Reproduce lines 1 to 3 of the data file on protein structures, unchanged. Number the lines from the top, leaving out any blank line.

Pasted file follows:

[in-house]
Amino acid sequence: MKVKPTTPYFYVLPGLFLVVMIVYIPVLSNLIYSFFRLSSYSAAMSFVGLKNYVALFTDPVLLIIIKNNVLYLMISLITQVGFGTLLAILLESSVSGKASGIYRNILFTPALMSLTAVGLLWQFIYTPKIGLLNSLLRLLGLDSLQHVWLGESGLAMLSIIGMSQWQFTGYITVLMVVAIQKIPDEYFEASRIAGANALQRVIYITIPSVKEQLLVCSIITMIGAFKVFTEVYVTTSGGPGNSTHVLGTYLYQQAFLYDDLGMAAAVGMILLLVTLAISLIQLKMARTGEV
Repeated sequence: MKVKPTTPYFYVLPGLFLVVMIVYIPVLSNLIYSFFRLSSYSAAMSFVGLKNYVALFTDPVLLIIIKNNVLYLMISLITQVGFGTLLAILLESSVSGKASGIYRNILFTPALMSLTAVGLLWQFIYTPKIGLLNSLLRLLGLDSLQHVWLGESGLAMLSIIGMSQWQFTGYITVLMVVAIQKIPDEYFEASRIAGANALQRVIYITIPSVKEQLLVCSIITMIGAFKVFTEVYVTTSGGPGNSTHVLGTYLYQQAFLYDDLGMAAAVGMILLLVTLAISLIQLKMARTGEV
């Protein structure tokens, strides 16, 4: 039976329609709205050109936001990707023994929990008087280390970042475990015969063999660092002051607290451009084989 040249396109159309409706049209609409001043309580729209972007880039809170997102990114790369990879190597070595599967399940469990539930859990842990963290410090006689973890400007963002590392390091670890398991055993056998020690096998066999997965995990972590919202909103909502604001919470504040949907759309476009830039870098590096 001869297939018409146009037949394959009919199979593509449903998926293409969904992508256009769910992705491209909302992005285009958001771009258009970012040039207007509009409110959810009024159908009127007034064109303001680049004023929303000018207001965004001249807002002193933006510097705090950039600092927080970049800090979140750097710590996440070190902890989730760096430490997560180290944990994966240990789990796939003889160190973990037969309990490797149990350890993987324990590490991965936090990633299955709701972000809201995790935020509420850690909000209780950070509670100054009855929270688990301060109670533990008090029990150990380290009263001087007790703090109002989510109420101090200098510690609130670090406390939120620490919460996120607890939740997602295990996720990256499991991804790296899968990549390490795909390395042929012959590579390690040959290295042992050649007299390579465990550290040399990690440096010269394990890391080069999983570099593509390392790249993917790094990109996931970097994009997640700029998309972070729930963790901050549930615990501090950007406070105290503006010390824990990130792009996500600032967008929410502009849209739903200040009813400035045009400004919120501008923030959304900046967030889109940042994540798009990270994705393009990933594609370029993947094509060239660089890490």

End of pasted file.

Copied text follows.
[in-house]
Amino acid sequence: MKVKPTTPYFYVLPGLFLVVMIVYIPVLSNLIYSFFRLSSYSAAMSFVGLKNYVALFTDPVLLIIIKNNVLYLMISLITQVGFGTLLAILLESSVSGKASGIYRNILFTPALMSLTAVGLLWQFIYTPKIGLLNSLLRLLGLDSLQHVWLGESGLAMLSIIGMSQWQFTGYITVLMVVAIQKIPDEYFEASRIAGANALQRVIYITIPSVKEQLLVCSIITMIGAFKVFTEVYVTTSGGPGNSTHVLGTYLYQQAFLYDDLGMAAAVGMILLLVTLAISLIQLKMARTGEV
Repeated sequence: MKVKPTTPYFYVLPGLFLVVMIVYIPVLSNLIYSFFRLSSYSAAMSFVGLKNYVALFTDPVLLIIIKNNVLYLMISLITQVGFGTLLAILLESSVSGKASGIYRNILFTPALMSLTAVGLLWQFIYTPKIGLLNSLLRLLGLDSLQHVWLGESGLAMLSIIGMSQWQFTGYITVLMVVAIQKIPDEYFEASRIAGANALQRVIYITIPSVKEQLLVCSIITMIGAFKVFTEVYVTTSGGPGNSTHVLGTYLYQQAFLYDDLGMAAAVGMILLLVTLAISLIQLKMARTGEV